Rosie the Riveter, and the perpetuated myth about who she was and what she stands for, is another example of "collective misconception," the phenomena known as the Mandela Effect. One group of people repeat a thing enough times, and then enough large groups simply accept it as true and keep repeating it, that it then "becomes true." It is kind of amazing, and also terrifying.
First of All, It's Not HerIn 2015, Naomi Parker Fraley's daughter-in-law saw a picture of Ms. Fraley from when she was a factory worker, and noticed a resemblance to the woman in the iconic "We Can Do It!" poster. Suddenly Ms. Fraley "became" the "real Rosie," just because she was pictured in a chambray shirt and a head scarf, working on a factory line. By that logic, my grandma was also Rosie. So was yours if she worked in a factory during WW2.
Condolences about Naomi Parker Fraley passing today at the grand age of 96. I am sure she was a fine lady but, and with no disrespect meant, it's not her. We already know that the model for the real Rosie was a young lady named Mary Doyle Keefe. Well-known to have sat for the famous Rosie painting, Mary Doyle Keefe was a nice lady who passed at the age of 92...coincidentally, and I'm being kind here...in 2015.
Yes, today every news organization carrying the story about the passing of Ms. Fraley is showing the iconic image and saying it is "Rosie", but no, that "We Can Do It!" image does not depict Rosie the Riveter.
So it's a double-Mandela mega-dose of wrongness. Not only was Fraley not the model for Rosie, but the woman everyone thinks is Rosie is not Rosie.
"We Can Do It" was a poster that Westinghouse used in 1943 at the factory, internally, in an effort to cut down on absenteeism. There was a lot of that kind of thing in the forties. Ask your grandma. "We Can Do It" was never intended to be about empowering women, and it sure as heck ain't our Rosie.
An artist named Howard Miller drew the "We Can Do It!" poster. Miller's factory lady doesn't have a name, nor red hair. Westinghouse doesn't even use rivets.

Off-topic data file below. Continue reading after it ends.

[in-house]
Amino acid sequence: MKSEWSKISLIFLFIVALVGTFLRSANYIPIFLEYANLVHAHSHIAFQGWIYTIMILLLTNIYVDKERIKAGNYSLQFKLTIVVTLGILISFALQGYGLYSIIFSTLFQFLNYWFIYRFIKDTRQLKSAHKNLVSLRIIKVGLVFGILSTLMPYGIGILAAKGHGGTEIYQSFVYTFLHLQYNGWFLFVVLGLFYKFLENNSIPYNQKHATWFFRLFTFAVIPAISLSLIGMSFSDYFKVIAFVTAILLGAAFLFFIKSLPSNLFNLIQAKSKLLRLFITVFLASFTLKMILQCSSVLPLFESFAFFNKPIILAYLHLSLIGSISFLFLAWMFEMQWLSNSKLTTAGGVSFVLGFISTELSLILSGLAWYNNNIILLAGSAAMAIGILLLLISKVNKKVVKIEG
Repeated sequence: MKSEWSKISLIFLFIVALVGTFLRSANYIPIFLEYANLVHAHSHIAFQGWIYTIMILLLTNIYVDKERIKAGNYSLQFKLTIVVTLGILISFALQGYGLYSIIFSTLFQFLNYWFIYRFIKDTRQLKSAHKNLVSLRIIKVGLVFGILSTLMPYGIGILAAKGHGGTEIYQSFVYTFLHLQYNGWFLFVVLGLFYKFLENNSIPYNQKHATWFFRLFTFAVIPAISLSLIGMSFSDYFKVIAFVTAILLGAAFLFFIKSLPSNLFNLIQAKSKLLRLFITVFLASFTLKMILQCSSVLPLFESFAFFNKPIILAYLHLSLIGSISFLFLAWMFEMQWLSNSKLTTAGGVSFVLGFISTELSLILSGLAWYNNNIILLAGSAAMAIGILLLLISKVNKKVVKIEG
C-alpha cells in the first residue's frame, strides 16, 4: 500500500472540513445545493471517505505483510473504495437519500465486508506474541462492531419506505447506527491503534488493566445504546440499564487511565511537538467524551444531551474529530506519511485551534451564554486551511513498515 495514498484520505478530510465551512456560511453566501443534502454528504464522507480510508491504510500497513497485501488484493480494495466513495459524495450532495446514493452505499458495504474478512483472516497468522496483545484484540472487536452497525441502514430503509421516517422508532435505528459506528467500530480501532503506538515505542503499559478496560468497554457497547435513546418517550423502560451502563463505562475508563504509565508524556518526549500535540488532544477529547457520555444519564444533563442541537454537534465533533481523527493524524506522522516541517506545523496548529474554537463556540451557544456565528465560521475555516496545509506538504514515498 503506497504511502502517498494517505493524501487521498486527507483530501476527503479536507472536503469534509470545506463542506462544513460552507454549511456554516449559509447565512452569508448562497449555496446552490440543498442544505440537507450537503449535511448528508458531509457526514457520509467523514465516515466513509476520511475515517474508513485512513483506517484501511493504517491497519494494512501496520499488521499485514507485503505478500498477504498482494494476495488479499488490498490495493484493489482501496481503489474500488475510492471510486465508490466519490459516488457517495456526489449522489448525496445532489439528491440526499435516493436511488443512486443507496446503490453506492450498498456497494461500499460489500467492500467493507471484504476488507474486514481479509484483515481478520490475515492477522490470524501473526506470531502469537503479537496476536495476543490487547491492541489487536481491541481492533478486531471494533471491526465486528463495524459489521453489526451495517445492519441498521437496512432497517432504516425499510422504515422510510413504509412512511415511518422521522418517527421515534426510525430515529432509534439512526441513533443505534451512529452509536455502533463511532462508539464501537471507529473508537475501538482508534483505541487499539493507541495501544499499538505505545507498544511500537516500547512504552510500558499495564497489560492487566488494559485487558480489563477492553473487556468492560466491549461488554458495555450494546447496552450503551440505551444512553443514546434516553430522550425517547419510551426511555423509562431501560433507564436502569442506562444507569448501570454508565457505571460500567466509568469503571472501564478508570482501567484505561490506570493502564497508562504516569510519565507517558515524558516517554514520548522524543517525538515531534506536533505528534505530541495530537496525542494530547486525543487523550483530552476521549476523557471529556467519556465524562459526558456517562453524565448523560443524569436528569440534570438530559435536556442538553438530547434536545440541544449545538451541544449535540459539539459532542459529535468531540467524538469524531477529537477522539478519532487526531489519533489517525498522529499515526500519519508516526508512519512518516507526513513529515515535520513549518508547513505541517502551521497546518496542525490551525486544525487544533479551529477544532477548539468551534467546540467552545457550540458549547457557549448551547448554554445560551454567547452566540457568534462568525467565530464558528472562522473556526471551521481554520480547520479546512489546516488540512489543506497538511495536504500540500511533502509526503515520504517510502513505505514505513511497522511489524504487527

From the Smithsonian:
Another Howard Miller poster.
"Artist J. Howard Miller produced this work-incentive poster for the Westinghouse Electric & Manufacturing Company. Though displayed only briefly in Westinghouse factories, the poster in later year [sic] has become one of the most famous icons of World War II.
As women were encouraged to take wartime jobs in defense industries, they became a celebrated symbol of female patriotism. But when the war ended, many industries forced women to relinquish their skilled jobs to returning veterans."
Researcher Kelly Shanahan adds:
"This poster was commissioned by the Westinghouse electric and manufacturing company as a part of the United States effort to increase production and dedication within the warehouses. This poster was actually only posted for two weeks in February in 1943 and was never titled as Rosie the Riveter that she has become known as today. The poster was rediscovered in the 80's [sic] and misinterpreted as a symbol for the feminist movement and involvement in WW2. Miller never intended for "Rosie " to last longer than her two week poster debut, however she has somehow become ingratiated into society as a symbol for those women working in WW2."
Norman Rockwell painted the real Rosie the Riveter.
Whole Lotta RosieSo well received was Rockwell's May 1943 cover that he painted more "rosies" for more covers, and that is how "Rosie to the Rescue" became a hopeful and patriotic carillon call to women everywhere, and remains an iconic inspiring figure to this day – if you know where to find her. The real Rosie will always be seated smartly upon her post, on her Post, covered in grease, goggles pushed up so she can eat her lunch before going back to work. You go, real Rosie. We see you, girl. ∎
|Rosie the Riveter|
Norman Rockwell, 1943
Model: Mary Doyle Keefe
Further Reading (Saturday Evening Post):